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Animal Shelter Staff Worker

Animal Cruelty Cases

I used to work at an animal shelter. I know what you’re thinking, “you’re so lucky, you get to play with puppies and kitties all day.” If by playing you mean cleaning litter boxes, spraying out kennels, and having kittens using you as a scratching post, then yes. It was a lot of work taking care of all the animals: making sure everyone has fresh food and water, changing litter boxes, letting all the dogs out, mopping all the floors, etc... but I loved it anyway.

Unfortunately there were worse things there than litter boxes. We have had many cases of animal cruelty, people abandoning their pets because of illness, unwanted pregnancies, or simply because they didn't want them anymore. Or in some cases animals are seized due to abuse or starvation.

One spaniel puppy, called Emma, all she ever wanted to do was play and give kisses. She was abandoned because her leg was run over by a four wheeler. Her leg was shattered beyond repair. Her owners decided they would rather have her put to sleep than have a three-legged dog.

Another case: a long haired orange cat named Aslan was seized due to an embedded collar. He had a collar put on him as a kitten but it was never loosened or removed and as a result tightened to the point it cut through his skin, leaving a large open wound on the back of his neck. Despite all the pain he went through, he was so sweet and loved people. He would walk right up to a stranger and roll onto his back.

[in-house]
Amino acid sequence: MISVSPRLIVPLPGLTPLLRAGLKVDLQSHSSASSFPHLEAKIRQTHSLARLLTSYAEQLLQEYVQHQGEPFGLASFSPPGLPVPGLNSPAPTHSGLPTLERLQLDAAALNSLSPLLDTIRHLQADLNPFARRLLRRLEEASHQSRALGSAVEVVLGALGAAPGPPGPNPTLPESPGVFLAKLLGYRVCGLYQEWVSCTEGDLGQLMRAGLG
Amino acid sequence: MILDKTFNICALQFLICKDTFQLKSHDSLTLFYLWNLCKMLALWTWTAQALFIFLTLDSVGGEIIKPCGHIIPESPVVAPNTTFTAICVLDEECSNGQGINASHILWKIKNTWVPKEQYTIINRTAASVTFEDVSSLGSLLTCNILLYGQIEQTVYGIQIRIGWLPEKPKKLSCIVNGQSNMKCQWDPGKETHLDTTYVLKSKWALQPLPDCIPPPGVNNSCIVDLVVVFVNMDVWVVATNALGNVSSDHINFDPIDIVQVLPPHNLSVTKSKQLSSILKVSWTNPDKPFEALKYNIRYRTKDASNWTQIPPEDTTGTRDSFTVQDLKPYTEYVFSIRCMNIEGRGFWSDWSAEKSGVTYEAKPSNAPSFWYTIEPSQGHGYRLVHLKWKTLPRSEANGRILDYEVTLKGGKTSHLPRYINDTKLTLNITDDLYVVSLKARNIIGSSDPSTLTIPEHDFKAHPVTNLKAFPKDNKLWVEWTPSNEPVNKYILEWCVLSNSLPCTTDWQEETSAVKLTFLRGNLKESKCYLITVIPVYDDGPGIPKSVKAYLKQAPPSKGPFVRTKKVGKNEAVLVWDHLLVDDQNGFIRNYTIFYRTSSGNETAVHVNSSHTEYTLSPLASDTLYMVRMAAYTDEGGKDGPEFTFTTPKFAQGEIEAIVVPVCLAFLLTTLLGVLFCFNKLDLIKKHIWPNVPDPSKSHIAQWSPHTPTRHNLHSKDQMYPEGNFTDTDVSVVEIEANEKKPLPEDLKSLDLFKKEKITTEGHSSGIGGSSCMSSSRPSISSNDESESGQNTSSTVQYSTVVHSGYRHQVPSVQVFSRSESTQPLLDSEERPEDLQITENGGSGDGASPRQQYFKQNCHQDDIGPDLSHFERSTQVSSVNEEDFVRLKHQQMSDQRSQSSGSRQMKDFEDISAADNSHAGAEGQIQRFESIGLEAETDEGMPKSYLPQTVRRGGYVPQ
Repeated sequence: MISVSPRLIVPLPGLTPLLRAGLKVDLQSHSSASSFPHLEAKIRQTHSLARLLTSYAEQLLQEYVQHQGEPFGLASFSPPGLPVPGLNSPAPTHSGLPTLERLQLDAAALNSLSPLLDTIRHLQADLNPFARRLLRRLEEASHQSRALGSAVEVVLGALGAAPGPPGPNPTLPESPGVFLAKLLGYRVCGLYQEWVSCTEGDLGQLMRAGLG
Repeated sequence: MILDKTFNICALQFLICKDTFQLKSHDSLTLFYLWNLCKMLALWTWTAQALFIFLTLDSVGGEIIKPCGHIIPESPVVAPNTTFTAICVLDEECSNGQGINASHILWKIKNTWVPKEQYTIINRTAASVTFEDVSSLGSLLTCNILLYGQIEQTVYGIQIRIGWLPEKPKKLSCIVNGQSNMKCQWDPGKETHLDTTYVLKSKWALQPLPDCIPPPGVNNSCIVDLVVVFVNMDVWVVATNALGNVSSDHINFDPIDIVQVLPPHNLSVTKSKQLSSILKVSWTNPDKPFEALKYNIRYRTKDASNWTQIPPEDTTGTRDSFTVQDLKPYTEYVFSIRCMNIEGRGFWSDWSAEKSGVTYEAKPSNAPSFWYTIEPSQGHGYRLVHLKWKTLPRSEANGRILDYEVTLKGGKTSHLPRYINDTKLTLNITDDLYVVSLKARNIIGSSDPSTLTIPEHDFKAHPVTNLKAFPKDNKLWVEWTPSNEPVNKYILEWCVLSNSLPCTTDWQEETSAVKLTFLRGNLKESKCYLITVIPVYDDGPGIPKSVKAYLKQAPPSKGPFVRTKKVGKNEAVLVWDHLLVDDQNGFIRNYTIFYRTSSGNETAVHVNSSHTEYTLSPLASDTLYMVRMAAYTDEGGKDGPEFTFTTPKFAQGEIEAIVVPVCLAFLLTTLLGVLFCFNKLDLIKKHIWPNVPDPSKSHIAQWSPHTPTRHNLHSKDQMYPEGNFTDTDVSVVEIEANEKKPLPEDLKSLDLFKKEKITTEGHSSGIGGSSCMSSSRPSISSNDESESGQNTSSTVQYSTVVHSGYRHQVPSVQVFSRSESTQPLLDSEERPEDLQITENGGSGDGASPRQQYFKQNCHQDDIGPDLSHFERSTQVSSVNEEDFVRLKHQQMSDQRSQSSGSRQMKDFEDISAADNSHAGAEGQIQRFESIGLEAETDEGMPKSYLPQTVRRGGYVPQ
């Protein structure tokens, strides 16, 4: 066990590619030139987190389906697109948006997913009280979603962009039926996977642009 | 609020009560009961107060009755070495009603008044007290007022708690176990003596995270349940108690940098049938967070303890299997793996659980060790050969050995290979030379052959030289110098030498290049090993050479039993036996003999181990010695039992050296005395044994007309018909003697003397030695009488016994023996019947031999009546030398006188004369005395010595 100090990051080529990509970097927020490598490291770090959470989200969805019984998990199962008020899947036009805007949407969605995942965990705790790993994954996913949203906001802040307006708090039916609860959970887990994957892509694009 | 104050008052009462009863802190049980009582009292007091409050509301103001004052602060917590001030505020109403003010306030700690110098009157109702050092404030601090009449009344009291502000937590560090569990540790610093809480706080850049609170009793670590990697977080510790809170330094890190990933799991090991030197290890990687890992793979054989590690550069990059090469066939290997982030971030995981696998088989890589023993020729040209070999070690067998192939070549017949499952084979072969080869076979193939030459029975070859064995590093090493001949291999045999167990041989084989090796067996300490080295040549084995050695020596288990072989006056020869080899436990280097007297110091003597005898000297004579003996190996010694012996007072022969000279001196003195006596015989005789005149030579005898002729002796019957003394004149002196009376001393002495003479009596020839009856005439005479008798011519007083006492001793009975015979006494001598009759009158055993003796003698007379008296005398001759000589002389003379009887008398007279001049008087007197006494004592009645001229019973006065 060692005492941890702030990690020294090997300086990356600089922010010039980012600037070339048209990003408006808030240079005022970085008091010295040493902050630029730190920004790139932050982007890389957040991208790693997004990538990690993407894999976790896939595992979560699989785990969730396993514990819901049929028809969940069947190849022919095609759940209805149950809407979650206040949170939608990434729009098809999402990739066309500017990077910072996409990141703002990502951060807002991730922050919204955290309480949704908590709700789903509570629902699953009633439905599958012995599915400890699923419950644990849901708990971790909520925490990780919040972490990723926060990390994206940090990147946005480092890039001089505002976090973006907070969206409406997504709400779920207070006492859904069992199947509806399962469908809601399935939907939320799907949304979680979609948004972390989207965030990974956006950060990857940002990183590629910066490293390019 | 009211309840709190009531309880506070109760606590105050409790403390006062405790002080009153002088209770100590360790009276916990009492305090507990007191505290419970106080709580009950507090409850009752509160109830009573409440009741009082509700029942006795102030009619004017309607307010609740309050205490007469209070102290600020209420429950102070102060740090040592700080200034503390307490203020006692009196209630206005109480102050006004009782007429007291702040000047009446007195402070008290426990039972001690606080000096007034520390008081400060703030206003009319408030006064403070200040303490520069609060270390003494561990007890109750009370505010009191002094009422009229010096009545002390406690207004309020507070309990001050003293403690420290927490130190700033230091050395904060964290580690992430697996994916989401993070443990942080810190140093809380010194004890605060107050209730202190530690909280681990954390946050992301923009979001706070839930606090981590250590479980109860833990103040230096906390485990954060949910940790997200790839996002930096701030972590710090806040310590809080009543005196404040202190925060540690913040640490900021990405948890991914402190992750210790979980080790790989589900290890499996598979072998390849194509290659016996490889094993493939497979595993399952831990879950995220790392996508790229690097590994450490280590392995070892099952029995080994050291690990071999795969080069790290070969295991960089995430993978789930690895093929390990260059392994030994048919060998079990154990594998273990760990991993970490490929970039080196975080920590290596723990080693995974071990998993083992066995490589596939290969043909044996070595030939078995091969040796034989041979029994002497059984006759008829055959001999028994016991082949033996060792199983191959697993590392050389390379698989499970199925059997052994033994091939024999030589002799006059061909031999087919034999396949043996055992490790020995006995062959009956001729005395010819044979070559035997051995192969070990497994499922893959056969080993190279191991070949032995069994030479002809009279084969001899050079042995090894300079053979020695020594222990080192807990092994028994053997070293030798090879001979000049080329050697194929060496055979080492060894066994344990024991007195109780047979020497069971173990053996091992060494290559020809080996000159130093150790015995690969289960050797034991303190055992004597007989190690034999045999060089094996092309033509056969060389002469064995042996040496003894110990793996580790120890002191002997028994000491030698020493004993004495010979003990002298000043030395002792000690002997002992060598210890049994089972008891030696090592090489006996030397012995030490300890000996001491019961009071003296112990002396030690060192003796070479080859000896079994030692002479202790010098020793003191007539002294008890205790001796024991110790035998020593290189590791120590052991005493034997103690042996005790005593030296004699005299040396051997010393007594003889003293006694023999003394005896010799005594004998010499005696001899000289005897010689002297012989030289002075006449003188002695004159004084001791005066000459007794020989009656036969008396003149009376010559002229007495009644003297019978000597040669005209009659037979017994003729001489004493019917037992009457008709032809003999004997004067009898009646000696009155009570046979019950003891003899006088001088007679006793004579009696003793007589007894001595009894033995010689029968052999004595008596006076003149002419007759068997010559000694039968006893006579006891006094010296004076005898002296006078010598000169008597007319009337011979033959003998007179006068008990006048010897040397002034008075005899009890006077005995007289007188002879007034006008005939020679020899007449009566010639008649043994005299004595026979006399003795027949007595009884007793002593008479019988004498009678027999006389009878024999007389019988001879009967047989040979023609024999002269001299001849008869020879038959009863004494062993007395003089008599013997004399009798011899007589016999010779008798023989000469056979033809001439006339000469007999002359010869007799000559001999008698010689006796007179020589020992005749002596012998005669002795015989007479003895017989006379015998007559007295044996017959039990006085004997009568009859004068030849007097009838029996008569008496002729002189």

Unfortunately, overpopulation is another serious problem with shelters. We have had pregnant strays half starving, giving birth to up to a dozen babies. Even worse, we have had boxes of newborn kittens abandoned literally hours old, umbilical cords still attached. They needed to be kept warm and bottle fed every few hours and even then they don’t always survive without their mother. In some cases if we are full, sometimes we will euthanize healthy babies or even pregnant mothers.

If you are planning on getting a pet, please adopt, don’t shop, spay or neuter your pets, and donate to your local shelter whether it’s food, litter, blankets, or money. Whether you are getting a puppy playmate for your kids or a companion cat to curl up in your lap, every animal deserves a good home.

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